VD: I think it will be interesting that I play a little bit of a bad boy in this film. And it will be interesting to see what will happen with this bad boy when the audience sees him.
BM: The film is set in the 1940s, an era that people of our generation are not aware of. How did you internalize that world and the character?
VD: A lot of conversations about this with the director helped. We did a lot of imagery and saw lot of YouTube videos. We also read and understood the stuff that Abhishek wanted us to. For me, it was mainly going through a lot of things that my character, Zafar, went through in his childhood and then talking and discussing it with Abhishek. These are the things that were of much help to me.
TC: You had to shoot for this film for more than 100 days. Does it take a physical and mental toll on you to stay with a character for so long?
VD: Yes, it was taxing because the action sequences took longer than we initially expected them to. Along with that, there were two big songs that I shot for. One of them will come out on April 13. All that was physically challenging but I have to say that the other bit, the performance bit, was tougher than that.
With Abhishek, once you are on his set, he starts to put you in the world he has created. It is very gradual and you don’t realize when you actually got into character. He doesn’t want anything immediate and he doesn’t want a performance which looks ‘performed’. That is what happened with the character of Zafar because I didn’t realize when I started behaving like Zafar and then just became Zafar.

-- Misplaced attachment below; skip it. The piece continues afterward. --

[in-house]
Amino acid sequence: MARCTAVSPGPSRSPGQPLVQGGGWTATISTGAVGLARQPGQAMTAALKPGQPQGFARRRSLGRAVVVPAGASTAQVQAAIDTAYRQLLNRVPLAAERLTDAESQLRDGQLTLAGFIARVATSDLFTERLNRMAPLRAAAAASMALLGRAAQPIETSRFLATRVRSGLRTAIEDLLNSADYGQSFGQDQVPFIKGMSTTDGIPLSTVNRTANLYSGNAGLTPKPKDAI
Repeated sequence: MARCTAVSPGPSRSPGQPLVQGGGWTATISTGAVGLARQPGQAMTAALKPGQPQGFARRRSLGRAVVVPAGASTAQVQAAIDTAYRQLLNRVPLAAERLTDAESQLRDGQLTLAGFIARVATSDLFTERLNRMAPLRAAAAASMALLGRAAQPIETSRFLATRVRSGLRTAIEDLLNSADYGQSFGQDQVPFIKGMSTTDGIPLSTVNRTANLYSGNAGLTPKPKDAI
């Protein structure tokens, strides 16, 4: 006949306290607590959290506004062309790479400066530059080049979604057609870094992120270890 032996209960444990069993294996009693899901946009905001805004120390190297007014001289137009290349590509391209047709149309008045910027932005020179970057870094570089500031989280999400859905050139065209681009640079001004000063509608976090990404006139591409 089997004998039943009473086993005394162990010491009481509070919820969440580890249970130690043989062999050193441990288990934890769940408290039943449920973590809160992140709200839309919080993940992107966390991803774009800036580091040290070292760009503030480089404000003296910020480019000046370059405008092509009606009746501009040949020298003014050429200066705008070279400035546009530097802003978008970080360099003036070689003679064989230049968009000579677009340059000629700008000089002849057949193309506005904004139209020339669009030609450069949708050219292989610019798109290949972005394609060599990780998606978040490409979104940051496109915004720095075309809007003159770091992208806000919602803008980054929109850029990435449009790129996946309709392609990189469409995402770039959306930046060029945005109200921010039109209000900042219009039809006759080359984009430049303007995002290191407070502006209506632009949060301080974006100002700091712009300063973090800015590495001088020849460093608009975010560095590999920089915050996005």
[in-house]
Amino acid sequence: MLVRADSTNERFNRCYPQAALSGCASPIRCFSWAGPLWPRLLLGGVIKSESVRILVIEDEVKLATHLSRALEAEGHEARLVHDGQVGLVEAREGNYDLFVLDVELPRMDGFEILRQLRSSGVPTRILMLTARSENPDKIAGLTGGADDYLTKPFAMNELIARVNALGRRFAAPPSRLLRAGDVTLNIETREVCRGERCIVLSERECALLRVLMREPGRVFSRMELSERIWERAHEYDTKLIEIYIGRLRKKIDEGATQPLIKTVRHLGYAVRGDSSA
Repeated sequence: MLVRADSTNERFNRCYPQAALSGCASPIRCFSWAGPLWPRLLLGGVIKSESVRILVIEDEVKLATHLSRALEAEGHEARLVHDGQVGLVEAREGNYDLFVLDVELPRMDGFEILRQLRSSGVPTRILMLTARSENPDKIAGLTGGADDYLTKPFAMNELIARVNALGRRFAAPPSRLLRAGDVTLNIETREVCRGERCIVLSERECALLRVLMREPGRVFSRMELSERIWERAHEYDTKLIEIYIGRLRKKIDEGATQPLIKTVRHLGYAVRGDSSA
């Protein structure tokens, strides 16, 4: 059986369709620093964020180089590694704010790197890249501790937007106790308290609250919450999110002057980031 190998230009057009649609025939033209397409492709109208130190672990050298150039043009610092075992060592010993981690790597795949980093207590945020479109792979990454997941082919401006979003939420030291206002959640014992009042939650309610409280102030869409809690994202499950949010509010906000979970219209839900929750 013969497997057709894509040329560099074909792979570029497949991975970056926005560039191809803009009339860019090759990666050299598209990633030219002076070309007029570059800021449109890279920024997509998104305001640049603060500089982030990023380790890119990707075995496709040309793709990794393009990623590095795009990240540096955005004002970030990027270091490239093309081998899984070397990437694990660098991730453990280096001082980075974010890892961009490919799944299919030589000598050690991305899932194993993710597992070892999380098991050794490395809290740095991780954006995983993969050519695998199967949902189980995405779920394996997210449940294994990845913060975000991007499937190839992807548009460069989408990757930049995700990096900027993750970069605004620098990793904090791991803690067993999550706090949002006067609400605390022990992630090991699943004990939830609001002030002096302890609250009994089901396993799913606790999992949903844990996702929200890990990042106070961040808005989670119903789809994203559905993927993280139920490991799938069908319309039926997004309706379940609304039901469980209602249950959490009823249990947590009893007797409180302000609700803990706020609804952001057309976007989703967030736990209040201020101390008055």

BM: You said in an interview that you want to play roles that bring you closer to your audience. How does Zafar do that?
VD: Kalank is a very massy film and the role of Zafar is also a very massy one. The character is of a boy from the streets in a place called Heera Mandi. So people who have grown up on the mean streets, people who have not had an okay childhood, they might… I don’t know but something about this character will connect with them and the rest of the audience. Just like this, there are many other factors that make him relatable to the youth. Anyone who has suffered any kind of loss or pain will connect with Zafar.
BM: Do you feel responsible for a film’s performance because you have had no flops at the box office?
VD: (Laughs). I think it is a test every time a film of mine releases on a Friday. And the test gets harder with every film I do. This time, April 17 is a very big test. It will be the biggest test I will go through. As I said before, a lot is at stake, not only for the actors but also in terms of the budget.
BG: What is the benchmark of success for an actor who has only hits in his filmography?
VD: The benchmark of success is the amount of love you get for the film and how much the people who have seen the film can remember it after they have stepped out of the theatre. It is about how much they remember you and your character after you have played it.